Every person yearns for immortality. It is a universal desire, born from the brevity and preciousness of life, nurtured by myths and hallucinations, driven by biological imperative. We all want to see how our stories end. We all want to see what happens to our myriad personal vignettes. We all want to see how the seductive, tentacled plots of our lives are ultimately wrapped up. Better still, we hope that our stories are endless, that new vignettes blossom eternally, and that our personal plots twist and turn forever.
In this grand and perhaps vain yearning for the indestructible self, we overlook a more subtle immortality that runs through every person who has ever lived and sired offspring. It is not the dramatic personal immortality described above. It is not the endless existence of the specific biographical person we are each intimately aware of, with all of the unique epigrams and memories of our distinct selves. However, there is something integral to us that has lived for billions of years and is likely to live billions more. We are each a part of something enormous and magnificent that stretches our understanding of the scope and breadth of life.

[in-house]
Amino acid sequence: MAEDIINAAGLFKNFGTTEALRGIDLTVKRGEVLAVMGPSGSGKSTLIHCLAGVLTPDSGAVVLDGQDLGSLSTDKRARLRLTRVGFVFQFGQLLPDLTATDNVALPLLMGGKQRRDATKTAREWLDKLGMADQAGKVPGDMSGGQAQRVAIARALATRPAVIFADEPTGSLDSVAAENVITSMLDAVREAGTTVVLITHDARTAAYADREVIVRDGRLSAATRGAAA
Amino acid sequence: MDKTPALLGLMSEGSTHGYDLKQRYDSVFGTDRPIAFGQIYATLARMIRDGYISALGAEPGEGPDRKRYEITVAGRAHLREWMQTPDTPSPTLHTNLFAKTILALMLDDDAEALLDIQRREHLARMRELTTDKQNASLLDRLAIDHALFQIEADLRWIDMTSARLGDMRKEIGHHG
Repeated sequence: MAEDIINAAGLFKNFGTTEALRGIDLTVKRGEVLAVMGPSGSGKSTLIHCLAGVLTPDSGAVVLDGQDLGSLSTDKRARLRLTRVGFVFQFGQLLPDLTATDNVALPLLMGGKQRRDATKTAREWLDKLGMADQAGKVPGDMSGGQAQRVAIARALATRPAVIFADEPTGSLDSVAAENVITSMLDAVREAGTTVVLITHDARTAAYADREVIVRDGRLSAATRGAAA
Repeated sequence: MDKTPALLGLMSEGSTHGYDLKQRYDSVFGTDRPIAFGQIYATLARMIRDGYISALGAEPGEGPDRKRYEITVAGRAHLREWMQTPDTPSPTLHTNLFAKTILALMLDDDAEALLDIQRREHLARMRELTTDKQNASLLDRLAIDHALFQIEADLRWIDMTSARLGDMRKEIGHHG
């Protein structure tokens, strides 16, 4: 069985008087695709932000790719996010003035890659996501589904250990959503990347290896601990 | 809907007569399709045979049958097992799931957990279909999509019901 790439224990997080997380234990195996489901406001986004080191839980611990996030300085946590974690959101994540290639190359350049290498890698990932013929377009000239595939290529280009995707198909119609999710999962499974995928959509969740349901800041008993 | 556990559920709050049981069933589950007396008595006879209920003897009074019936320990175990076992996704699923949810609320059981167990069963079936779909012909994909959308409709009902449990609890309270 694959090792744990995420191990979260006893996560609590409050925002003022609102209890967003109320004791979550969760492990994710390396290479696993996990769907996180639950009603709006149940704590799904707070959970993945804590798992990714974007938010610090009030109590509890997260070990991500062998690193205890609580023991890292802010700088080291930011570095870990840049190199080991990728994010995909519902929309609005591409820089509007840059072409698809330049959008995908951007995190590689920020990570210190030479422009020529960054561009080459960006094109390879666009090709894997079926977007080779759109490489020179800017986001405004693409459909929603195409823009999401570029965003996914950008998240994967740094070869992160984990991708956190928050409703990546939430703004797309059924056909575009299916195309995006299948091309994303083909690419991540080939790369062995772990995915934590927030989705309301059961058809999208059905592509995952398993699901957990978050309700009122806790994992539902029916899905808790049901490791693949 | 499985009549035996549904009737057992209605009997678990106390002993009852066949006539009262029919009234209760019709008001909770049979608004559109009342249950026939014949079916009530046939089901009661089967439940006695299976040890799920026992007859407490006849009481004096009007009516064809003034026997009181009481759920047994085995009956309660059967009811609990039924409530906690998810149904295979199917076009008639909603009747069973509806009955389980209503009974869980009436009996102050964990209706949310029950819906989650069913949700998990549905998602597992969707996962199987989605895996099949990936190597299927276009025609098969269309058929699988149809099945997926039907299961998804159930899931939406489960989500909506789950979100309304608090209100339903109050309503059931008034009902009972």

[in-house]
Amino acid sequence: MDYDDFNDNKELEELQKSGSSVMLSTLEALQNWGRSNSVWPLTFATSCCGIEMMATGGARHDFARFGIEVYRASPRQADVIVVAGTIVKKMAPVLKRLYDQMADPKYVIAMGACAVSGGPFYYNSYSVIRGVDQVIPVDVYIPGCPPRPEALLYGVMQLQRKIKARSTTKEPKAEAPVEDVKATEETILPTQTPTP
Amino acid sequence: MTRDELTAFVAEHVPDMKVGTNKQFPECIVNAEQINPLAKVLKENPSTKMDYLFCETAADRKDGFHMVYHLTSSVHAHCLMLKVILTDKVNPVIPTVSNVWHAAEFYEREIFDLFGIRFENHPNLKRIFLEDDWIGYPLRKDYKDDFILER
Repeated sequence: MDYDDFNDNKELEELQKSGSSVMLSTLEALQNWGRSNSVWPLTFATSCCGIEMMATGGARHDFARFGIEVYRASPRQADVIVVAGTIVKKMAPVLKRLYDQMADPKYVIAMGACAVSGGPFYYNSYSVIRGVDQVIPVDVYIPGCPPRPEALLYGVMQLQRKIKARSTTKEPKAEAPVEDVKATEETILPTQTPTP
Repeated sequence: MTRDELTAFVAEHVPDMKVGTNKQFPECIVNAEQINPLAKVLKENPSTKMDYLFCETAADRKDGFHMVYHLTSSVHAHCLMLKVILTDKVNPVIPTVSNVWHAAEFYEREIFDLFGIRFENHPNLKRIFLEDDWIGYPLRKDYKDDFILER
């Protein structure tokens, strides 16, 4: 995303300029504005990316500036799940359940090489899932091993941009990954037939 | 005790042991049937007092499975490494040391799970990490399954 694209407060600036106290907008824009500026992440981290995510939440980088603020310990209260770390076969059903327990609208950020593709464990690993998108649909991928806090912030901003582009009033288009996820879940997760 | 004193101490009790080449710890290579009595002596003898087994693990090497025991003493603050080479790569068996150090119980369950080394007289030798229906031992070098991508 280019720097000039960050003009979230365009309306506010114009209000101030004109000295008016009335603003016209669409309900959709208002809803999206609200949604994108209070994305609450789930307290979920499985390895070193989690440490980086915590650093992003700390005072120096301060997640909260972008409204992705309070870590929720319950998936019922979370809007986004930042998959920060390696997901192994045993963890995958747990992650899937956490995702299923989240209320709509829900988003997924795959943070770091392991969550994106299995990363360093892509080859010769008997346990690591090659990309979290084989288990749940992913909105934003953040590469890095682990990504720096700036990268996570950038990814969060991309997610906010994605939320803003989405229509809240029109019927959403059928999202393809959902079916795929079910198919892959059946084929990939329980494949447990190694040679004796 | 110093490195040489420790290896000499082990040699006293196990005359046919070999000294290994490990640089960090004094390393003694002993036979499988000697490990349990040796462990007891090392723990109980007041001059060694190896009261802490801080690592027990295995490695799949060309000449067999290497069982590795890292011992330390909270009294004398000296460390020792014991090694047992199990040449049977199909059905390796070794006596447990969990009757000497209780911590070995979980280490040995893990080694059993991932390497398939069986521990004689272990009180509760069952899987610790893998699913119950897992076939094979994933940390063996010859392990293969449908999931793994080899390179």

In a very real sense, we are all 3.5 billion years old. The particular bits of genetic information that inhabit the center of each of our selfish universes have continuously evolved over eons, periodically shedding one protein shell in exchange for a new one. Our body, nominally constructed of water and minerals, is a temporary home for an organizing force that has been alive for a very long time. This organizing force has migrated from one temporary home to another in an unbroken stream that sneaks quietly into the realm of immortality.
From very humble and simple origins in an earlier epoch, human DNA has evolved ever broader and more spectacular mechanisms to protect itself and to transfer itself from one generation of temporary host to the next.
The structure of the cell itself is a shell to protect the fragile DNA and to give it machinery to continually replicate itself. Cells are protected by additional “shells” of organs, skeletons, and other complex biological machinery to further facilitate nourishment, protection, and regeneration of DNA. We have evolved to an extent that we are able to construct “shells” that stand apart from our bodies, such as clothes, houses, and even cities. These “shells” all serve to protect the corporal host, and therefore to protect the DNA that created and defines the host.
Even our evolved systems of ethics and morality can be thought of as sophistical neural “shells” that allow us to navigate successfully in a bewildering world of relationships and interdependence. These neural “shells” optimize our ability to mate, parent, and collaborate with others, giving our DNA further assurance of protection and continual regeneration.